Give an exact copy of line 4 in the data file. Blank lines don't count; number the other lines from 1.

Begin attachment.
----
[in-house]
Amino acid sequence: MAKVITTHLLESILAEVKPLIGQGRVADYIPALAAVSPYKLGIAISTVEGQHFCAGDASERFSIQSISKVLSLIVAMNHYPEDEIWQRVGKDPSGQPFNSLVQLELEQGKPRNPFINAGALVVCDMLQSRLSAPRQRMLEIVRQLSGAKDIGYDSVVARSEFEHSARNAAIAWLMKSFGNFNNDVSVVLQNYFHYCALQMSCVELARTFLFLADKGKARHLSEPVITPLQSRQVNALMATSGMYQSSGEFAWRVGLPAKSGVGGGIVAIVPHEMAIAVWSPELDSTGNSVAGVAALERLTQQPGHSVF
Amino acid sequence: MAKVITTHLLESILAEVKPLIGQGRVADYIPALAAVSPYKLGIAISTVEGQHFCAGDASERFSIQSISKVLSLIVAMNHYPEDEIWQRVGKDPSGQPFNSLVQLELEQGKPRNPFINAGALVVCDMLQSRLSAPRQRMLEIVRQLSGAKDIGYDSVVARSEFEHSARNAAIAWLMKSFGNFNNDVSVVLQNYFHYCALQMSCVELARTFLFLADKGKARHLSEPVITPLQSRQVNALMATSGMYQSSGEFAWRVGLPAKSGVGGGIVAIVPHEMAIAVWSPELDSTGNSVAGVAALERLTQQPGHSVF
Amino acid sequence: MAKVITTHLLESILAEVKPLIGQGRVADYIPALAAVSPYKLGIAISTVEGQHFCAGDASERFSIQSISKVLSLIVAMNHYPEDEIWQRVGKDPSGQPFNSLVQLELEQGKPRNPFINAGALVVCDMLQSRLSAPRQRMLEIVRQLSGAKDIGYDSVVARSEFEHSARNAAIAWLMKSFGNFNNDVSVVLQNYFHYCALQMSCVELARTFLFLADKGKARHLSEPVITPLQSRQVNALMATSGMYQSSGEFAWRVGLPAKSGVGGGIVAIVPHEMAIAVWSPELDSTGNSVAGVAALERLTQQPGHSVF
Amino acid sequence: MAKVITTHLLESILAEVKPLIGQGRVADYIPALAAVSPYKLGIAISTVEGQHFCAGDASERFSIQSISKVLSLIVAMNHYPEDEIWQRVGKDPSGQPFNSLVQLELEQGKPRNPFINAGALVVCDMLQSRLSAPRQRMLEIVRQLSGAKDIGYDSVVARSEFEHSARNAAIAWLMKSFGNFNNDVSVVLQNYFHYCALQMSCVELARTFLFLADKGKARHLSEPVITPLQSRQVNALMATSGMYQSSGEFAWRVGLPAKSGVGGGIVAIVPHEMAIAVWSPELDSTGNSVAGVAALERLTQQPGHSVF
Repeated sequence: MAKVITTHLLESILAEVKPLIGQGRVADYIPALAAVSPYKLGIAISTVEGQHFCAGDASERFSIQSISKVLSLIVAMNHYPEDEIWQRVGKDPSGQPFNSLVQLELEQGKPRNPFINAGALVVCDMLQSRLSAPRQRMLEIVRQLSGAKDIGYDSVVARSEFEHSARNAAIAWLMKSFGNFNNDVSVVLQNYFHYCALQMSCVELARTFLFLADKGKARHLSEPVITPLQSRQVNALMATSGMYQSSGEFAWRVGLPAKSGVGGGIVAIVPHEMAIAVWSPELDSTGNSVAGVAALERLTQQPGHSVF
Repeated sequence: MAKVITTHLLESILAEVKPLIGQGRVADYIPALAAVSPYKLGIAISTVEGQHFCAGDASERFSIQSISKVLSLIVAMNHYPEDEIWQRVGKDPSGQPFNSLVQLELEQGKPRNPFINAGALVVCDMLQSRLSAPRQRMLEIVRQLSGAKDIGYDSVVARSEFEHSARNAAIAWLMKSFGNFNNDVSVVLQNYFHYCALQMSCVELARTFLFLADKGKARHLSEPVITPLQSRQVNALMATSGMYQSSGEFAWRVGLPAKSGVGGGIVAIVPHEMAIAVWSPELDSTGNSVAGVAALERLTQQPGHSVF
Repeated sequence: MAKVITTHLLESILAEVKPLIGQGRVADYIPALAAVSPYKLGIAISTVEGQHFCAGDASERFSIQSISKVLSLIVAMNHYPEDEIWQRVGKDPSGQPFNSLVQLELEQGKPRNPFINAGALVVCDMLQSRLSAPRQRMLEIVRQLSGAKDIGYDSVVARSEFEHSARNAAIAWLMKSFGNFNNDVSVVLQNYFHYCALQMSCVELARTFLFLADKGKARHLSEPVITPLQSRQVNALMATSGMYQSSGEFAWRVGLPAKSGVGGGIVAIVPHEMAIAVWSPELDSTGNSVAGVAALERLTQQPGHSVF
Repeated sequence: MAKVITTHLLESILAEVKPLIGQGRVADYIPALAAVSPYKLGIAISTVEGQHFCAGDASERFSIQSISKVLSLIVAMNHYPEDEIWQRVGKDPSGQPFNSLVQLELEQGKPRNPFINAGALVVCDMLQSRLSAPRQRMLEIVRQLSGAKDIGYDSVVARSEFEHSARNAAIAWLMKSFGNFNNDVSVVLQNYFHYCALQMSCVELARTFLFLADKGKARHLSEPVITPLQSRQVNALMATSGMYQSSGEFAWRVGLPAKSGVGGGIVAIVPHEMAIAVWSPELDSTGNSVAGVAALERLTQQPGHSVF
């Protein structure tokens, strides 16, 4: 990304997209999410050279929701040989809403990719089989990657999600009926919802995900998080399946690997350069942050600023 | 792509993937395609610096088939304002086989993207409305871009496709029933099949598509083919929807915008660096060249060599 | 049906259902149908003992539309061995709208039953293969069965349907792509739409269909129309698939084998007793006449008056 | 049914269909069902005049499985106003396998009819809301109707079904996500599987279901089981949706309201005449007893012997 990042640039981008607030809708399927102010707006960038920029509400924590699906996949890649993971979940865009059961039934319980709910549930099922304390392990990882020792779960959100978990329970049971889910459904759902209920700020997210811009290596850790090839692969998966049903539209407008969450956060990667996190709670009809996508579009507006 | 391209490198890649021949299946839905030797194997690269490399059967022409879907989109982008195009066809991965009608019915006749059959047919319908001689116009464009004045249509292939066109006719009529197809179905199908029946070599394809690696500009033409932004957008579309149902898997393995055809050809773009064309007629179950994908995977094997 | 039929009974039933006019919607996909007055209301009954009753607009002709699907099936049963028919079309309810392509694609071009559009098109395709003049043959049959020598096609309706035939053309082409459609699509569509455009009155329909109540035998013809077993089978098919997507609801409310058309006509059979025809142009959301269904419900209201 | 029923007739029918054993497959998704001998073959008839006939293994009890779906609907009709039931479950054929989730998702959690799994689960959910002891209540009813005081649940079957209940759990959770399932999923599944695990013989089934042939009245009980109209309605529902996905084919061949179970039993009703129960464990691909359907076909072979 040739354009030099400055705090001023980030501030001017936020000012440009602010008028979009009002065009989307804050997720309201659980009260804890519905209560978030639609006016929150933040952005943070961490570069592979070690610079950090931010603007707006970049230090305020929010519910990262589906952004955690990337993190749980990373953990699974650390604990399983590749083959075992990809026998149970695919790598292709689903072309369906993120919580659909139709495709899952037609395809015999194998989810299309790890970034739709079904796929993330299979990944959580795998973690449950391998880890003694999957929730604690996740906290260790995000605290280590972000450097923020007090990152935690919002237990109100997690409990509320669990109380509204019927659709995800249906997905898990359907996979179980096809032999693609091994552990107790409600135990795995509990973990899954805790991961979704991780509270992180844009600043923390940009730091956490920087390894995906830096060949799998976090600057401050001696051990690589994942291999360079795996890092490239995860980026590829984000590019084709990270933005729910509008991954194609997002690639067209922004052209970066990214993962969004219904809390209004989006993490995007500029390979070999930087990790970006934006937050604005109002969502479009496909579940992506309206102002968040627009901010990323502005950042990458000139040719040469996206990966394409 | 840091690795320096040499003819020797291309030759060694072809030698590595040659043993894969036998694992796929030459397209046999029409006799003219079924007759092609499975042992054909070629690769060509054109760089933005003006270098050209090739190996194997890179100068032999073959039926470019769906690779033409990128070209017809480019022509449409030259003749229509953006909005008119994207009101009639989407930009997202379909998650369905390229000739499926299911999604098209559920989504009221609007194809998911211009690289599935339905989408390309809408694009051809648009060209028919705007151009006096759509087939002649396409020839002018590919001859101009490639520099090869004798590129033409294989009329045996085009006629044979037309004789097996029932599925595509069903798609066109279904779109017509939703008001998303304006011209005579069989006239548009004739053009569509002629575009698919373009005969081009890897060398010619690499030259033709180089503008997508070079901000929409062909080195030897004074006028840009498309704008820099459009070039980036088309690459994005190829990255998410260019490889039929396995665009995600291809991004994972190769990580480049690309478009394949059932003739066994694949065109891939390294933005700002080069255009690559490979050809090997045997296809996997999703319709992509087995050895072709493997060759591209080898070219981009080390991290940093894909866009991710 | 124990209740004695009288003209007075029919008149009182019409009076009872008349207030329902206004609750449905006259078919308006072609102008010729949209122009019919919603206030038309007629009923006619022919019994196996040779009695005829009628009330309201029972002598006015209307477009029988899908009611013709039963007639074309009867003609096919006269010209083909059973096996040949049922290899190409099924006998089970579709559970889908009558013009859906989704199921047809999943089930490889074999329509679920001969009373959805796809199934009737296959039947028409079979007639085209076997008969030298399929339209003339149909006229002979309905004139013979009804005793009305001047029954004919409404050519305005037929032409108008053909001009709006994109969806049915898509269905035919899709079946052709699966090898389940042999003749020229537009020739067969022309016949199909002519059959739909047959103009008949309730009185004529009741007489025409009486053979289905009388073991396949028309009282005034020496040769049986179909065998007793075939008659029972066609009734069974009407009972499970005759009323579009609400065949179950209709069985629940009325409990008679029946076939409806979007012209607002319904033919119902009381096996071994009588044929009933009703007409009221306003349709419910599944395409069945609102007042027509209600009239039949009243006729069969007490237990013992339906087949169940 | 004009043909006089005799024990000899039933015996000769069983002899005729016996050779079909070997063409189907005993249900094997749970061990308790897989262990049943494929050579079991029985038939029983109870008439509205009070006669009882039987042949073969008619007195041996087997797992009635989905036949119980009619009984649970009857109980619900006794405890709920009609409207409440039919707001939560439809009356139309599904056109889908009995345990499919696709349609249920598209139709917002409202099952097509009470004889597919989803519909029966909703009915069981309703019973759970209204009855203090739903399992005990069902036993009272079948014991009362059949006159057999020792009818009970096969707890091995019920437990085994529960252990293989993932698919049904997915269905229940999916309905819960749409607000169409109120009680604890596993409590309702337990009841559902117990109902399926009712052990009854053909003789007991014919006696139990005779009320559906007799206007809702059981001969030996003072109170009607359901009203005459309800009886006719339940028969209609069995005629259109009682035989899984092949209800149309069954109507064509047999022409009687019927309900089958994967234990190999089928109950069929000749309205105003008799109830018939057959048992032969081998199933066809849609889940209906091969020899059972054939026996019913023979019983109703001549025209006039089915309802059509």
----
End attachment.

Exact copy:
Amino acid sequence: MAKVITTHLLESILAEVKPLIGQGRVADYIPALAAVSPYKLGIAISTVEGQHFCAGDASERFSIQSISKVLSLIVAMNHYPEDEIWQRVGKDPSGQPFNSLVQLELEQGKPRNPFINAGALVVCDMLQSRLSAPRQRMLEIVRQLSGAKDIGYDSVVARSEFEHSARNAAIAWLMKSFGNFNNDVSVVLQNYFHYCALQMSCVELARTFLFLADKGKARHLSEPVITPLQSRQVNALMATSGMYQSSGEFAWRVGLPAKSGVGGGIVAIVPHEMAIAVWSPELDSTGNSVAGVAALERLTQQPGHSVF